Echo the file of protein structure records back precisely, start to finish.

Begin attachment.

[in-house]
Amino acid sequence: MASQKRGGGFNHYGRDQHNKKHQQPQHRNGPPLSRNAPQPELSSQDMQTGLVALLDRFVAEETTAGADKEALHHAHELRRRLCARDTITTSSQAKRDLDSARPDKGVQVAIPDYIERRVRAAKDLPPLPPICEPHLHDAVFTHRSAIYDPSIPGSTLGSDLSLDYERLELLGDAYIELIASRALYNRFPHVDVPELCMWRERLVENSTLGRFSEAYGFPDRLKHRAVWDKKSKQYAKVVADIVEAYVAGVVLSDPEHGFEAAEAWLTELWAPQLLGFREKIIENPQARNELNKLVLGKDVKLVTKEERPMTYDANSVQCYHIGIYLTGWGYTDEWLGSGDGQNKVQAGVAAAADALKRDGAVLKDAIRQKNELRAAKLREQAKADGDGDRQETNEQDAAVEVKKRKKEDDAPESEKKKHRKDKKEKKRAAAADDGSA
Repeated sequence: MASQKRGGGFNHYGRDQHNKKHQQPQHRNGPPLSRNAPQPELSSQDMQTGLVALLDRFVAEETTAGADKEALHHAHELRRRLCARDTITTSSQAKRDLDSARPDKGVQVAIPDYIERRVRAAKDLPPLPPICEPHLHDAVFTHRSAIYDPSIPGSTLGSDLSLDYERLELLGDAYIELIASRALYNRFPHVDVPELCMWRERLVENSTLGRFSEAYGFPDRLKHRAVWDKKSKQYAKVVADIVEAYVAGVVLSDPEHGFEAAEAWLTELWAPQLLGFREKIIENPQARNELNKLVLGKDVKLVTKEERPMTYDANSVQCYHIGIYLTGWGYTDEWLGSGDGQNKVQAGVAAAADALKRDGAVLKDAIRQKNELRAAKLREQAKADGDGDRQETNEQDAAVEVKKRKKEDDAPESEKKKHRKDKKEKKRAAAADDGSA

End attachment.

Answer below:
[in-house]
Amino acid sequence: MASQKRGGGFNHYGRDQHNKKHQQPQHRNGPPLSRNAPQPELSSQDMQTGLVALLDRFVAEETTAGADKEALHHAHELRRRLCARDTITTSSQAKRDLDSARPDKGVQVAIPDYIERRVRAAKDLPPLPPICEPHLHDAVFTHRSAIYDPSIPGSTLGSDLSLDYERLELLGDAYIELIASRALYNRFPHVDVPELCMWRERLVENSTLGRFSEAYGFPDRLKHRAVWDKKSKQYAKVVADIVEAYVAGVVLSDPEHGFEAAEAWLTELWAPQLLGFREKIIENPQARNELNKLVLGKDVKLVTKEERPMTYDANSVQCYHIGIYLTGWGYTDEWLGSGDGQNKVQAGVAAAADALKRDGAVLKDAIRQKNELRAAKLREQAKADGDGDRQETNEQDAAVEVKKRKKEDDAPESEKKKHRKDKKEKKRAAAADDGSA
Repeated sequence: MASQKRGGGFNHYGRDQHNKKHQQPQHRNGPPLSRNAPQPELSSQDMQTGLVALLDRFVAEETTAGADKEALHHAHELRRRLCARDTITTSSQAKRDLDSARPDKGVQVAIPDYIERRVRAAKDLPPLPPICEPHLHDAVFTHRSAIYDPSIPGSTLGSDLSLDYERLELLGDAYIELIASRALYNRFPHVDVPELCMWRERLVENSTLGRFSEAYGFPDRLKHRAVWDKKSKQYAKVVADIVEAYVAGVVLSDPEHGFEAAEAWLTELWAPQLLGFREKIIENPQARNELNKLVLGKDVKLVTKEERPMTYDANSVQCYHIGIYLTGWGYTDEWLGSGDGQNKVQAGVAAAADALKRDGAVLKDAIRQKNELRAAKLREQAKADGDGDRQETNEQDAAVEVKKRKKEDDAPESEKKKHRKDKKEKKRAAAADDGSA